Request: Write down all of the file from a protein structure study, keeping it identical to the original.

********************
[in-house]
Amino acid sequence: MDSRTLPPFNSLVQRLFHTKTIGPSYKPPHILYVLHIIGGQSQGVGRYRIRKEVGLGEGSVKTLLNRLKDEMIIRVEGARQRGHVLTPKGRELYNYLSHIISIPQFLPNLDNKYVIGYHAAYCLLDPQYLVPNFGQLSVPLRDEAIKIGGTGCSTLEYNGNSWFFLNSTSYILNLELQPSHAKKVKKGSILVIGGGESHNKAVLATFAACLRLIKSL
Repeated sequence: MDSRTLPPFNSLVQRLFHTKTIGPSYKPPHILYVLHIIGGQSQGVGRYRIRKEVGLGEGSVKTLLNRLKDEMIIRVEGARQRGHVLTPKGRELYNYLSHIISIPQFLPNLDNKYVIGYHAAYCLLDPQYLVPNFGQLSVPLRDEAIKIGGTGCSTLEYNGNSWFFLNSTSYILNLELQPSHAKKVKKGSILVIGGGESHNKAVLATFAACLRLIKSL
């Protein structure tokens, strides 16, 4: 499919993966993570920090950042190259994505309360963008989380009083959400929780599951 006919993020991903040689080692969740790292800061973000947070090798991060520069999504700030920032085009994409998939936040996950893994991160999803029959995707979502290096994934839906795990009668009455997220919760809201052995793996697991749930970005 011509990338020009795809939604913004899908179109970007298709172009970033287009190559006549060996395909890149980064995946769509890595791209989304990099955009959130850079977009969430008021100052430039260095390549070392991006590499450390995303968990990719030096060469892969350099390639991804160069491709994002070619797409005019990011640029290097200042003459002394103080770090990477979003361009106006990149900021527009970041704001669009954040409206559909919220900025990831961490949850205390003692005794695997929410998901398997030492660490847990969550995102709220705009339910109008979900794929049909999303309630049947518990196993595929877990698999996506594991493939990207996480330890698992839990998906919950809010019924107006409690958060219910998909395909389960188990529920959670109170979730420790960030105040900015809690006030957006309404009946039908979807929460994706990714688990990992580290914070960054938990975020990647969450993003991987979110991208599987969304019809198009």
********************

[in-house]
Amino acid sequence: MDSRTLPPFNSLVQRLFHTKTIGPSYKPPHILYVLHIIGGQSQGVGRYRIRKEVGLGEGSVKTLLNRLKDEMIIRVEGARQRGHVLTPKGRELYNYLSHIISIPQFLPNLDNKYVIGYHAAYCLLDPQYLVPNFGQLSVPLRDEAIKIGGTGCSTLEYNGNSWFFLNSTSYILNLELQPSHAKKVKKGSILVIGGGESHNKAVLATFAACLRLIKSL
Repeated sequence: MDSRTLPPFNSLVQRLFHTKTIGPSYKPPHILYVLHIIGGQSQGVGRYRIRKEVGLGEGSVKTLLNRLKDEMIIRVEGARQRGHVLTPKGRELYNYLSHIISIPQFLPNLDNKYVIGYHAAYCLLDPQYLVPNFGQLSVPLRDEAIKIGGTGCSTLEYNGNSWFFLNSTSYILNLELQPSHAKKVKKGSILVIGGGESHNKAVLATFAACLRLIKSL
């Protein structure tokens, strides 16, 4: 499919993966993570920090950042190259994505309360963008989380009083959400929780599951 006919993020991903040689080692969740790292800061973000947070090798991060520069999504700030920032085009994409998939936040996950893994991160999803029959995707979502290096994934839906795990009668009455997220919760809201052995793996697991749930970005 011509990338020009795809939604913004899908179109970007298709172009970033287009190559006549060996395909890149980064995946769509890595791209989304990099955009959130850079977009969430008021100052430039260095390549070392991006590499450390995303968990990719030096060469892969350099390639991804160069491709994002070619797409005019990011640029290097200042003459002394103080770090990477979003361009106006990149900021527009970041704001669009954040409206559909919220900025990831961490949850205390003692005794695997929410998901398997030492660490847990969550995102709220705009339910109008979900794929049909999303309630049947518990196993595929877990698999996506594991493939990207996480330890698992839990998906919950809010019924107006409690958060219910998909395909389960188990529920959670109170979730420790960030105040900015809690006030957006309404009946039908979807929460994706990714688990990992580290914070960054938990975020990647969450993003991987979110991208599987969304019809198009």